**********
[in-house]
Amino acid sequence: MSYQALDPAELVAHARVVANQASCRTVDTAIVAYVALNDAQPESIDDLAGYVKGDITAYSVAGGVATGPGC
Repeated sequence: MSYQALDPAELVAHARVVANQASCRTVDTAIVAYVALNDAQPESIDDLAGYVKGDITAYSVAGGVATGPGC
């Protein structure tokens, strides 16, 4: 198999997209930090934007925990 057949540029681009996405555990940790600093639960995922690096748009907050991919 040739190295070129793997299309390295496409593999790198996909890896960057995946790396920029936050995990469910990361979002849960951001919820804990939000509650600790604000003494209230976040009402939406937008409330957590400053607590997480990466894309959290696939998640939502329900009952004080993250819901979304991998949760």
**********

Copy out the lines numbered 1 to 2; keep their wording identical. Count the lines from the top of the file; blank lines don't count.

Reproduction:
[in-house]
Amino acid sequence: MSYQALDPAELVAHARVVANQASCRTVDTAIVAYVALNDAQPESIDDLAGYVKGDITAYSVAGGVATGPGC